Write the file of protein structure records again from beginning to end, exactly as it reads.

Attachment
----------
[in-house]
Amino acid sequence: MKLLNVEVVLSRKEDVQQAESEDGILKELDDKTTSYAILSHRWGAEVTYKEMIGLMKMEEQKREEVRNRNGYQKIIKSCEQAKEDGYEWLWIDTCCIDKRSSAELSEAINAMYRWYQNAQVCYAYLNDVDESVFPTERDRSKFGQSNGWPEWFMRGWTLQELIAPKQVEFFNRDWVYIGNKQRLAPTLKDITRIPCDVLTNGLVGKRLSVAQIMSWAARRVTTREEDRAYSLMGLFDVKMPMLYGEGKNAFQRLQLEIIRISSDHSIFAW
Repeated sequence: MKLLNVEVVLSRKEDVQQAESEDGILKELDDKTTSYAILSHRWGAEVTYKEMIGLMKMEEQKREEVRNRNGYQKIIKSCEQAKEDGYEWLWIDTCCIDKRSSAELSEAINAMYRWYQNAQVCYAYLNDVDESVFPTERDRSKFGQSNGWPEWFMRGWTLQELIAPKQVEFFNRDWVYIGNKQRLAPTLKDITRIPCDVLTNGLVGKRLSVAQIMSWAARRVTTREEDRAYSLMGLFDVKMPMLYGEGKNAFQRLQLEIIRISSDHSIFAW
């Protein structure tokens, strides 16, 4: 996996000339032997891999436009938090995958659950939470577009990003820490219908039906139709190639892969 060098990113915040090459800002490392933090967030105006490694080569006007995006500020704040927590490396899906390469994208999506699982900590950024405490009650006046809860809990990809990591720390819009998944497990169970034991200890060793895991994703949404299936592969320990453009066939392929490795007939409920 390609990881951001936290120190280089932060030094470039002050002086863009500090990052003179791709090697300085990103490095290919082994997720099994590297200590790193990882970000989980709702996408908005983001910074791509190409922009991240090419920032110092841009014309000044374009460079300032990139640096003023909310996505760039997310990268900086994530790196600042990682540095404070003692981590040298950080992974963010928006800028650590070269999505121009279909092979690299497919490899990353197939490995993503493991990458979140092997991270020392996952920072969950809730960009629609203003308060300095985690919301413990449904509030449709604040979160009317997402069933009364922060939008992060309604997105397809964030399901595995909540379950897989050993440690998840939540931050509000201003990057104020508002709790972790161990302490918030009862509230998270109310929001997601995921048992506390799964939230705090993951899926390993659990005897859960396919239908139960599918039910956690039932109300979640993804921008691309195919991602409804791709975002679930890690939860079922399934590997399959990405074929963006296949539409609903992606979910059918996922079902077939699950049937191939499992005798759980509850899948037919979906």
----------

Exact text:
[in-house]
Amino acid sequence: MKLLNVEVVLSRKEDVQQAESEDGILKELDDKTTSYAILSHRWGAEVTYKEMIGLMKMEEQKREEVRNRNGYQKIIKSCEQAKEDGYEWLWIDTCCIDKRSSAELSEAINAMYRWYQNAQVCYAYLNDVDESVFPTERDRSKFGQSNGWPEWFMRGWTLQELIAPKQVEFFNRDWVYIGNKQRLAPTLKDITRIPCDVLTNGLVGKRLSVAQIMSWAARRVTTREEDRAYSLMGLFDVKMPMLYGEGKNAFQRLQLEIIRISSDHSIFAW
Repeated sequence: MKLLNVEVVLSRKEDVQQAESEDGILKELDDKTTSYAILSHRWGAEVTYKEMIGLMKMEEQKREEVRNRNGYQKIIKSCEQAKEDGYEWLWIDTCCIDKRSSAELSEAINAMYRWYQNAQVCYAYLNDVDESVFPTERDRSKFGQSNGWPEWFMRGWTLQELIAPKQVEFFNRDWVYIGNKQRLAPTLKDITRIPCDVLTNGLVGKRLSVAQIMSWAARRVTTREEDRAYSLMGLFDVKMPMLYGEGKNAFQRLQLEIIRISSDHSIFAW
């Protein structure tokens, strides 16, 4: 996996000339032997891999436009938090995958659950939470577009990003820490219908039906139709190639892969 060098990113915040090459800002490392933090967030105006490694080569006007995006500020704040927590490396899906390469994208999506699982900590950024405490009650006046809860809990990809990591720390819009998944497990169970034991200890060793895991994703949404299936592969320990453009066939392929490795007939409920 390609990881951001936290120190280089932060030094470039002050002086863009500090990052003179791709090697300085990103490095290919082994997720099994590297200590790193990882970000989980709702996408908005983001910074791509190409922009991240090419920032110092841009014309000044374009460079300032990139640096003023909310996505760039997310990268900086994530790196600042990682540095404070003692981590040298950080992974963010928006800028650590070269999505121009279909092979690299497919490899990353197939490995993503493991990458979140092997991270020392996952920072969950809730960009629609203003308060300095985690919301413990449904509030449709604040979160009317997402069933009364922060939008992060309604997105397809964030399901595995909540379950897989050993440690998840939540931050509000201003990057104020508002709790972790161990302490918030009862509230998270109310929001997601995921048992506390799964939230705090993951899926390993659990005897859960396919239908139960599918039910956690039932109300979640993804921008691309195919991602409804791709975002679930890690939860079922399934590997399959990405074929963006296949539409609903992606979910059918996922079902077939699950049937191939499992005798759980509850899948037919979906």